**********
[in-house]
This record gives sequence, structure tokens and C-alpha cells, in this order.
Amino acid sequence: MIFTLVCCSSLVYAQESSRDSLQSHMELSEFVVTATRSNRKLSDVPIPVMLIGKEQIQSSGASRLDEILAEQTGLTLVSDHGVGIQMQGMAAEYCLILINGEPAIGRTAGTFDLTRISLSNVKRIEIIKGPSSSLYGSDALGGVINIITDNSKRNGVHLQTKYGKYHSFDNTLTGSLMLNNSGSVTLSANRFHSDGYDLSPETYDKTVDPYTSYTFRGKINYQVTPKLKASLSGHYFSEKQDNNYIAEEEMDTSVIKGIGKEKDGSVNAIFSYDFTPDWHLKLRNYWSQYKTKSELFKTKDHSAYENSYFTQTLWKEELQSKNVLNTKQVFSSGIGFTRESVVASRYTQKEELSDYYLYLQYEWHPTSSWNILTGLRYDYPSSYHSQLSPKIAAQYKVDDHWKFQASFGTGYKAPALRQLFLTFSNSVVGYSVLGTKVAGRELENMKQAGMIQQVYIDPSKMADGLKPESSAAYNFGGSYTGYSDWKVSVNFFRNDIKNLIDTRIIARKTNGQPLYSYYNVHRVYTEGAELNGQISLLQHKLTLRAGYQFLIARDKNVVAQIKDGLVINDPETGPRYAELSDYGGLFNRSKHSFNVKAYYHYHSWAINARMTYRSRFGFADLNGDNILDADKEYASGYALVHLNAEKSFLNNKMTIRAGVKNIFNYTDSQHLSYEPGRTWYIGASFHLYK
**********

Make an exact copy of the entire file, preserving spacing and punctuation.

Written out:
[in-house]
This record gives sequence, structure tokens and C-alpha cells, in this order.
Amino acid sequence: MIFTLVCCSSLVYAQESSRDSLQSHMELSEFVVTATRSNRKLSDVPIPVMLIGKEQIQSSGASRLDEILAEQTGLTLVSDHGVGIQMQGMAAEYCLILINGEPAIGRTAGTFDLTRISLSNVKRIEIIKGPSSSLYGSDALGGVINIITDNSKRNGVHLQTKYGKYHSFDNTLTGSLMLNNSGSVTLSANRFHSDGYDLSPETYDKTVDPYTSYTFRGKINYQVTPKLKASLSGHYFSEKQDNNYIAEEEMDTSVIKGIGKEKDGSVNAIFSYDFTPDWHLKLRNYWSQYKTKSELFKTKDHSAYENSYFTQTLWKEELQSKNVLNTKQVFSSGIGFTRESVVASRYTQKEELSDYYLYLQYEWHPTSSWNILTGLRYDYPSSYHSQLSPKIAAQYKVDDHWKFQASFGTGYKAPALRQLFLTFSNSVVGYSVLGTKVAGRELENMKQAGMIQQVYIDPSKMADGLKPESSAAYNFGGSYTGYSDWKVSVNFFRNDIKNLIDTRIIARKTNGQPLYSYYNVHRVYTEGAELNGQISLLQHKLTLRAGYQFLIARDKNVVAQIKDGLVINDPETGPRYAELSDYGGLFNRSKHSFNVKAYYHYHSWAINARMTYRSRFGFADLNGDNILDADKEYASGYALVHLNAEKSFLNNKMTIRAGVKNIFNYTDSQHLSYEPGRTWYIGASFHLYK